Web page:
The last collection of Bill Buckley’s columns, “Happy Days Were Here Again” (note the past tense), is subtitled “Reflections of a Libertarian Journalist.”
The book is about pretty much everything that interested Buckley, which is to say – it’s about everything.
But the subtitle is telling: “a libertarian journalist?”
Libertarianism has gotten a bad rap because it has been purposely, maliciously misunderstood, usually by pettifogging statists, the sort of people who believe that that the bread one earns by the sweat of one’s brow would be ever so much more tasty and nutritious if it fell to humankind like manna from heaven; or, better still, if it were first collected by demagogues in Washington DC and then parceled out to us, with a sizable bite taken by altruistic congresspersons, presidents and supreme court justices.
The libertarian is the guy who thinks most of the bread should remain with the brow that sweats, which is not to say that the poor should be fed from crumbs that fall from the rich man’s table. The poor, the libertarian believes, should be given a seat at the free market table. He is also the guy who, Buckley-like, believes that no business is too big to fail.
“I desire, perversely,” Buckley said in 1981 in a commencement address at the Cornell University Graduate School of Business, “to sing a song of praise to failure; as well as, of course, to success; and to urge that we reappraise the dialectical voltage generated by these two polarities… Public policy must tolerate, indeed anticipate, economic failure (emphasis original).”
Buckley’s notion is that the dialectical paring – success/failure – is not a mutually exclusive one: To the extent that societies make failure impossible, they make success impossible. To put it in other words: Abolish failure and you abolish risk taking; abolish risk taking and you abolish forward motion; abolish forward motion and you abolish progressive civilization, with all its attendant ills, including rich folk huddled together on Connecticut’s Gold Coast.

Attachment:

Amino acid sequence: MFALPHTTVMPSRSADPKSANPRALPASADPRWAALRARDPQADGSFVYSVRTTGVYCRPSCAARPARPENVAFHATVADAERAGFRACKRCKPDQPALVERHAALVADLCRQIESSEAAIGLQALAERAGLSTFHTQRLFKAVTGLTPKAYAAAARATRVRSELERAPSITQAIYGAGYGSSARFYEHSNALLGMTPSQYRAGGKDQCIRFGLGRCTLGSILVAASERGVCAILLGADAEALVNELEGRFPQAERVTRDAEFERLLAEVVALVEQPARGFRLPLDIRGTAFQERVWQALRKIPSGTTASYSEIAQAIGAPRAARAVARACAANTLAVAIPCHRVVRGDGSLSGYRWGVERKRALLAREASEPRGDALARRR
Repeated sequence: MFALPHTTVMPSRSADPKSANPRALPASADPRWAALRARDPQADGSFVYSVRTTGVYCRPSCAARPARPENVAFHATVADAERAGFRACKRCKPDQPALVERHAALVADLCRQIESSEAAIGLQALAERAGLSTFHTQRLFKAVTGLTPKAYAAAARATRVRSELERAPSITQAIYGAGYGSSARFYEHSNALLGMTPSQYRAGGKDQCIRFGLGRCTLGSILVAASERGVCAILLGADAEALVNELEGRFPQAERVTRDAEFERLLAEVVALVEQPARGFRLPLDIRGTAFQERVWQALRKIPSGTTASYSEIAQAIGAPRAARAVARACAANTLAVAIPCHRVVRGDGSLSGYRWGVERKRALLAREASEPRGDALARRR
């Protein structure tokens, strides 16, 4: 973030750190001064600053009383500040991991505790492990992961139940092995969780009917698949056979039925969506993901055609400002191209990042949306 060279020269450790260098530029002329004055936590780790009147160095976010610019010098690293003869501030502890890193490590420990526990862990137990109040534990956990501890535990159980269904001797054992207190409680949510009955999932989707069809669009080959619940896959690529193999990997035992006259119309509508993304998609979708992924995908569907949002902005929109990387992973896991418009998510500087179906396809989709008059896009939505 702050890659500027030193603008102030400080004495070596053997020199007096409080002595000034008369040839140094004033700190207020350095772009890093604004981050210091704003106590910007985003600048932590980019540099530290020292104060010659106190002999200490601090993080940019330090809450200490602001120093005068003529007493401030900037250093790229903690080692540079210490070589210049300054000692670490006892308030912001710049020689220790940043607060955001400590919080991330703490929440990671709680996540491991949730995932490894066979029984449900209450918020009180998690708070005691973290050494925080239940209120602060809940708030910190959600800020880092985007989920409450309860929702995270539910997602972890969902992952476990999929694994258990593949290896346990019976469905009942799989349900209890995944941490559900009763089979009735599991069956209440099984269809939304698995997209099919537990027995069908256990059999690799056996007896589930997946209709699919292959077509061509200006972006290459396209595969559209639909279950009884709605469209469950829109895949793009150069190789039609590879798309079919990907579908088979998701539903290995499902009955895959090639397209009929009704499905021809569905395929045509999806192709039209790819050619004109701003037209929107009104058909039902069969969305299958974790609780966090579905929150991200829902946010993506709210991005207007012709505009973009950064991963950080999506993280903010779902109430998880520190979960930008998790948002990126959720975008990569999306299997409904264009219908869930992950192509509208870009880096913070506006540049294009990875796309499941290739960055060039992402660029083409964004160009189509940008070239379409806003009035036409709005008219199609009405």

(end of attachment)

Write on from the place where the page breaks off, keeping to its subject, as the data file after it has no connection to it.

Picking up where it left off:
These perceptions often drive liberals batty because they are unwilling to surrender what has been for them a successful political narrative, part of which is that rich people are all Shylocks eager for their pound of flesh and that wealth creation is a zero sum game: When the rich lose, the poor win.
Peter Schiff is a libertarian economist who attained a measure of glory three years ago by forecasting the economic crises now upon us. Donors to his possible senatorial campaign think he might be able to start a mini-revolution in what has been called hyperbolically the greatest deliberative body on earth after he unhorses U.S. Senator Chris Dodd, who is not a libertarian, which is why Schiff’s donors recently ponied up the goodly sum of $ 880,777 in a money bomb.
He’s also a great tease.
Though Schiff has stuck his toe diffidently in the political waters, he has not yet taken the plunge into a pool now becoming, for Republicans vying for a senatorial seat, crowded. Dodd, an old political war horse, faces Rob Simmons, a moderate Republican veteran of the U.S. House, Sam Caligiuri, a state senator who has billed himself, somewhat like Schiff, as an agent of change in an epoch that appears to be in an anti-incumbent mood. And there is even a woman gladiator, World Wrestling Entertainment CEO Linda McMahon, banging her shield and anxious to enter the fray.
Dodd, with a mild caveat, has been given a clean bill of health on U.S. Senate ethics rules violations by some senators who, poll show, are less trustworthy than clunker car salesmen. Though Dodd has been “exonerated” by his pals on the senate ethics committee, most of whom couldn’t find Al Capone if he were hiding under their beds, he has miles to go before he sleeps – and the woods are dark and deep.